"The thing I remember the most about you is the day I was airlifted to Landstuhl, when I was coming out on a gurney, you were standing there with your children and I remember you introducing me to them as superman," Sergeant Schneider said. "I don't even know how to put into words how thankful I am that you were there, that you were my doctor. The care we received from you and your staff was awesome. You made it a lot easier to deal with what we were going through. Hopefully one day I will be able to walk through the hospital with you, see you again and give you a big hug whether you want it or not. Thank you very much for everything you did for me."

His wife, while holding their two children, had this to add.

"You meant the world to us then, and you still do to this day. When we found out we were expecting a baby there was no question for either Kris or I; whether it was going to be a boy or girl, we knew we were going to name our baby after you. So this is Kairee Schneider and she is three months old as of yesterday. Thank you so much and you will always be part of our family."

Other dignitaries in attendance were the Honorable Philip D. Murphy, U.S. ambassador to Germany; Honorable Ned Alford, U.S. consul general to Germany; State Police President Udo Muench, State of Hessen; Lt. Gen Friedrich Wilhelm Ploeger, NATO Air Command deputy commander; Lt. Gen. Stephen Mueller, USAFE vice commander; Chief Master Sgt. David Williamson, USAFE command chief master sergeant; and many others.

"I haven't seen either one since a year ago today, I guess it should go without saying, we are in a heck of a lot better place today than we were the last time we saw each other," Ambassador Murphy said. "When Ned Alford and I walked in there that morning you guys were in tough shape, but Dr. Zacharowski and his colleagues were the epitome of professionalism as I've never seen before. When we walked out of there we were left feeling hopeful. The fact that [Schneider] is there today on the video and you [Veguilla] are here live and in color, what a treat to see you again."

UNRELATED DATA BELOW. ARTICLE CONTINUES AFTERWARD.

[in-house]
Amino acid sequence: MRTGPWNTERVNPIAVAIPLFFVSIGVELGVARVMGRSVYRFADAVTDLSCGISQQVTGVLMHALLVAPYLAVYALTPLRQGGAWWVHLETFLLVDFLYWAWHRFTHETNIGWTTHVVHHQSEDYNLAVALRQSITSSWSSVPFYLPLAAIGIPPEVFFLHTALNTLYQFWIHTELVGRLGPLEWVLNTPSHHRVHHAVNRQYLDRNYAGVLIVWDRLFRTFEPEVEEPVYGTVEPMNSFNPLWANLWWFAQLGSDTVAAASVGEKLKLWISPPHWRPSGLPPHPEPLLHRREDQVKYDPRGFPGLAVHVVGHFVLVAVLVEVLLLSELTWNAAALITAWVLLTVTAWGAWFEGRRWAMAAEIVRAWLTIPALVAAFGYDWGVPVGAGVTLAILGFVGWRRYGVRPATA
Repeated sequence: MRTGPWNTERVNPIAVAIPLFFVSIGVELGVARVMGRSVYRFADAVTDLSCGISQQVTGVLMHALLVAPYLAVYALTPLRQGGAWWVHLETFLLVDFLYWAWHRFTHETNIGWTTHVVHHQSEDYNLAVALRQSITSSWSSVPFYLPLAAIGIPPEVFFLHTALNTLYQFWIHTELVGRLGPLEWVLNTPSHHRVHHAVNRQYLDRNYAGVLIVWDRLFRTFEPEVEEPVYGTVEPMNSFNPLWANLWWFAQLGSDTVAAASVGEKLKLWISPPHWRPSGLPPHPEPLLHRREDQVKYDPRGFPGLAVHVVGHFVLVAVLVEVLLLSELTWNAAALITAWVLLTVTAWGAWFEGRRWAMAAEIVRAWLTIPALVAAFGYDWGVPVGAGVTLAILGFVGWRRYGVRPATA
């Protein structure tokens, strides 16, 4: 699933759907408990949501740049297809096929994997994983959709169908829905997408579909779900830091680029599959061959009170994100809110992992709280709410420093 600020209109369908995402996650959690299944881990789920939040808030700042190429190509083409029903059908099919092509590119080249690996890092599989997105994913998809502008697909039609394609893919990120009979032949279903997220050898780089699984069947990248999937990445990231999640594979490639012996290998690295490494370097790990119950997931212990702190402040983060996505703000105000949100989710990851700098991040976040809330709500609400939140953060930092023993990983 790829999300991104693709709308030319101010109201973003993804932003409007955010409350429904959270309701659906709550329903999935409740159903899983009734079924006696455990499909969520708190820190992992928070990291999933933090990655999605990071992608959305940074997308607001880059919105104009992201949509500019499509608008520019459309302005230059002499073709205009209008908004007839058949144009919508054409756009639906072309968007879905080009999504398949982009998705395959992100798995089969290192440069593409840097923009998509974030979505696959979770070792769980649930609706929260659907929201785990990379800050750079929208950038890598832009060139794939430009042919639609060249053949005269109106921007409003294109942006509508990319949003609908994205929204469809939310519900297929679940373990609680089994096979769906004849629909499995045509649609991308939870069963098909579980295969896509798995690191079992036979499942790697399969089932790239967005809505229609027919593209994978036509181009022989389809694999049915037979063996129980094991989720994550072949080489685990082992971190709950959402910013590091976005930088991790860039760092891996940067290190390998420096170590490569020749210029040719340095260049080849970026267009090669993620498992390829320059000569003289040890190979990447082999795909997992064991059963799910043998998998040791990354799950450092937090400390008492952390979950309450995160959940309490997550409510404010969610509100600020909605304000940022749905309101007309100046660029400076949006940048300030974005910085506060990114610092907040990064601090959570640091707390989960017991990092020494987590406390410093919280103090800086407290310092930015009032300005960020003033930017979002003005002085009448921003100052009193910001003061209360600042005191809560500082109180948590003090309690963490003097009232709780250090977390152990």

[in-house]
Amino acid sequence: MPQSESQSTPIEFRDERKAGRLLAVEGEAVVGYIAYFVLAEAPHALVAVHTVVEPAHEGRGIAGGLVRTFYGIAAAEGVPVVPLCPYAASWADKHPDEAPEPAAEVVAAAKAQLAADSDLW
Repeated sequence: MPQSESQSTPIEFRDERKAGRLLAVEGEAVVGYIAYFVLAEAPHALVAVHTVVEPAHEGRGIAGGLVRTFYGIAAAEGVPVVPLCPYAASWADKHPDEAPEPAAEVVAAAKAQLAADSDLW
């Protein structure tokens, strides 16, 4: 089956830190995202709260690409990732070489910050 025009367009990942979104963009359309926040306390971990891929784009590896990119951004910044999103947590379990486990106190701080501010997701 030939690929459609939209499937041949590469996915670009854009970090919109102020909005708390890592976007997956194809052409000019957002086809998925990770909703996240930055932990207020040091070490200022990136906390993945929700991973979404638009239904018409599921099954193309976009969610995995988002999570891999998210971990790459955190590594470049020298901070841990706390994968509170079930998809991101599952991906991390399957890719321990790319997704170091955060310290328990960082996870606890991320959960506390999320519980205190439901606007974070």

Dr. Zacharowski, who was joined by his wife, Dr. Paula Zacharowski, his two sons Luke and Nicholas and other close family and friends, was visibly moved by ceremony.

"This is a great honor and a wonderful feeling to be with you today," the doctor said. "Being here today and being honored in this way I did not expect. I've learned a lot from you guys. I have learned how you really support each other. All the people who came to the hospital were one big family. I saw lots of tears, but as a group and as a family you were able to go through this really hard time. It was an unbelievable experience for me."

He also added how impressed he was with General Welsh.

"Betty and General Welsh were outstanding," Dr. Zacharowski said. "You were there three or four times looking after them for hours at a time. Always making sure they and their families were being looked after. Unbelievable! I was really impressed."

He ended his remarks saying that while he does not wish for a situation like this to reoccur, if his services were needed he would proudly help again.

"You can count on me 100 percent," he said. "I will do it exactly the same and as hard as I've done it before. Thank you allowing me to live it again in a positive way. So now these are tears of joy."